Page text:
Row Height Units in Excel: How to Change?

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If you want to adjust the row heights, there are several ways available that you can use. When you right-click on a row and go to the Row Height option to see the default value, you will find it is only 15. But there’s no row height unit showing up. You may wonder what the default row height unit is or even how to change the row height units. In this article, you will get to know about the default row height units in Excel and also how you can actually change them.

Default Row Height Units in Excel

The default row height unit is Inches.

Where 1 inch equals 96 pixels. In Microsoft Excel, 1 inch is divided into 72 DPI (Dots Per Inch). And the default value of the row height is 15 DPI.

If you want to check out this default value then,

❶ Select any row you want.

❷ Go to the Home tab.

❸ From the Cells group, choose Format.

❹ From the Format drop-down, click on the Row Height command.

Check Default Row Height Units in Excel

You can also avail of the Row Height option just by right-clicking on a row. Then a pop-up menu will appear. From the list, click on the Row Height. That’s it.

Shortcut to Check Default Row Height Units in Excel

After that, the Row Height dialog box will appear. In the box, you will see that the default row height is set to 15. But there’s no unit mentioned there. For those who are wondering about the unknown row height, it is Inches.

To be sure about the default row height unit,

❶ Go to the View tab first.

❷ Then from the Workbook Views group, click on the Page Layout command.

❸ After that, select a row and right-click on it. This will bring a pop-list.

❹ From the list, choose Row Height.

See Row Height Units in Excel

The Row Height dialog box will appear. Thus you will see the default row height is 0.21 inches. Which is in terms of DPI, 15. So, you see the default row height unit is Inches. You can also use the Row Height dialog box to change the row height in Excel. Just type the desired height and press OK.

Read More: How to Change & Restore Default Row Height in Excel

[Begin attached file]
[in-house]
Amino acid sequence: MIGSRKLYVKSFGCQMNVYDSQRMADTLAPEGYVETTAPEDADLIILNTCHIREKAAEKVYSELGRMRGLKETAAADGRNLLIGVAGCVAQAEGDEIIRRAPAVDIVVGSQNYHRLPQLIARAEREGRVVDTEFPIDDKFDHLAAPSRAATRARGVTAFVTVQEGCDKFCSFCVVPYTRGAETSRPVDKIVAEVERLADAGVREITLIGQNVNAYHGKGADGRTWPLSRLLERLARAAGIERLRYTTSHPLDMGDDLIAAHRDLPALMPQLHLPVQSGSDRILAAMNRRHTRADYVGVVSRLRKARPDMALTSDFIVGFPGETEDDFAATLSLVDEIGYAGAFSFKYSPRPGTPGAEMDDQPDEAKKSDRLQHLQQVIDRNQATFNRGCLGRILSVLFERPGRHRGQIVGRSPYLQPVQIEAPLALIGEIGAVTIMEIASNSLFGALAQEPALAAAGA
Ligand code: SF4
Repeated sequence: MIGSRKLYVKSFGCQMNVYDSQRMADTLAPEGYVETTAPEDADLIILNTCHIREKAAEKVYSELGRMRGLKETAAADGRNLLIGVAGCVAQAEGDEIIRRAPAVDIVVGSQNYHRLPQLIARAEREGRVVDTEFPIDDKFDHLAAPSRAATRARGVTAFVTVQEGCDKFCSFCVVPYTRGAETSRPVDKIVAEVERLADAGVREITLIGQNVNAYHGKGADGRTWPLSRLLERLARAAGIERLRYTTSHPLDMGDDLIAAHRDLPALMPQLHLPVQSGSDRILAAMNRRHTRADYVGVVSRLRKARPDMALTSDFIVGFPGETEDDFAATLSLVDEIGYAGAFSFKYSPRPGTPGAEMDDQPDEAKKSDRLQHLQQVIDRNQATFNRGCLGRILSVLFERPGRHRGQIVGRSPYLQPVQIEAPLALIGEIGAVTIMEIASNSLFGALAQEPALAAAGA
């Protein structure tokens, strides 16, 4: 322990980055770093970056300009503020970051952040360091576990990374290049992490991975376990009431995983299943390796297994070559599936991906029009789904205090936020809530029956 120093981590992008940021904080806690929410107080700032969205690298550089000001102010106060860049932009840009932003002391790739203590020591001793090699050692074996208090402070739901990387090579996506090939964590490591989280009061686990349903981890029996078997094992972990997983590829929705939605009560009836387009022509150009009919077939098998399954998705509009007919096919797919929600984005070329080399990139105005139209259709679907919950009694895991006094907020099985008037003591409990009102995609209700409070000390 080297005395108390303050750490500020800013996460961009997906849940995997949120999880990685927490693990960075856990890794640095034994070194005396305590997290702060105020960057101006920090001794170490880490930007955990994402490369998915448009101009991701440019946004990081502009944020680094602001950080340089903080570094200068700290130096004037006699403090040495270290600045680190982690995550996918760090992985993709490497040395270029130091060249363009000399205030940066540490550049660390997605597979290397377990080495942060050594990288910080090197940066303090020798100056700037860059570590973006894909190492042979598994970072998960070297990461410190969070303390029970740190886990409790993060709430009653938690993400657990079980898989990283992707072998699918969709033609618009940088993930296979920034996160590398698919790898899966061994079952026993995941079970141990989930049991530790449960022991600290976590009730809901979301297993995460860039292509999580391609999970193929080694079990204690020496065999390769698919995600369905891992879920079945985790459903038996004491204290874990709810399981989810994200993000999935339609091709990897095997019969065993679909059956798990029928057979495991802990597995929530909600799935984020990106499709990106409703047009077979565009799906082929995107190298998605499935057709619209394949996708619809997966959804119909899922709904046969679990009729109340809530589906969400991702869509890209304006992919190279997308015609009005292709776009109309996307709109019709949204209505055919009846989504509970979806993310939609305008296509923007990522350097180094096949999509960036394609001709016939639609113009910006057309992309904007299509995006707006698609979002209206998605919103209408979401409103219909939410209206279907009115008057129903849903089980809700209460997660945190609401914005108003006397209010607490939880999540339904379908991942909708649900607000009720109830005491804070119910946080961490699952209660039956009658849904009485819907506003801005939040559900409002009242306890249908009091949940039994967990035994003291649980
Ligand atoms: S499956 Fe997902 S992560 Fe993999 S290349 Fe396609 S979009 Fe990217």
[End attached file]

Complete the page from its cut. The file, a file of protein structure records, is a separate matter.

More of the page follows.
Change Row Height Units from Excel Advanced Options

If you want to change the row height unit in Excel which is Inches by default, then  follow the steps below:

❶ First of all, go to the File tab from the main ribbon.

❷ Navigate to the Options.

Excel Options dialog box will appear. From the list of options, click on Advanced.

❹ Then go to the Display options.

❺ Then click on the Ruler Units drop-down. Then you will see,

  • Inches
  • Centimeters
  • Millimeters

❻ Choose any of the units from there.

The Default units mean Inches. But you can set the row height units to Centimeters or Millimeters as you like.

For instance, I’m choosing Millimeter from the Ruler units drop-down.

❼ Finally hit the OK button to save the settings.

Change Row Height Units in Excel

Now the Row Height Units are set to Millimeters. To check it out,

❶ Go back to the View tab.

❷ Click on Page Layout.

❸ Select any of the rows by clicking one of them.

❹ From the pop-up menu, select Row Height.

Check Row Height Units in Excel

Row Height dialog box will pop up. Now you can see that the row height unit has been set to millimeters.

So by following this process, you can change the Excel row height units to Inches, Centimeters, or Millimeters whatever you like.

Read More: How to Auto Adjust Row Height in Excel

Download the Practice Workbook

You can download the Excel file from the following link and practice along with it.


To sum up, we have discussed steps to change row height units in Excel. You are recommended to download the practice workbook attached along with this article and practice all the methods with that. And don’t hesitate to ask any questions in the comment section below. We will try to respond to all the relevant queries asap.

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Mrinmoy Roy
Mrinmoy Roy

Mrinmoy Roy, a dedicated professional with a BSc in Electronics and Communication Engineering from Khulna University of Engineering & Technology, Bangladesh, brings over two years of expertise to the ExcelDemy project. As a prolific contributor, he has authored around 180 articles, showcasing his deep knowledge and passion for Microsoft Excel, Data Analysis, and VBA. His unwavering commitment to continuous learning, combined with versatile skills, renders him well-suited for roles in data management and spreadsheet solutions. He has interest... Read Full Bio

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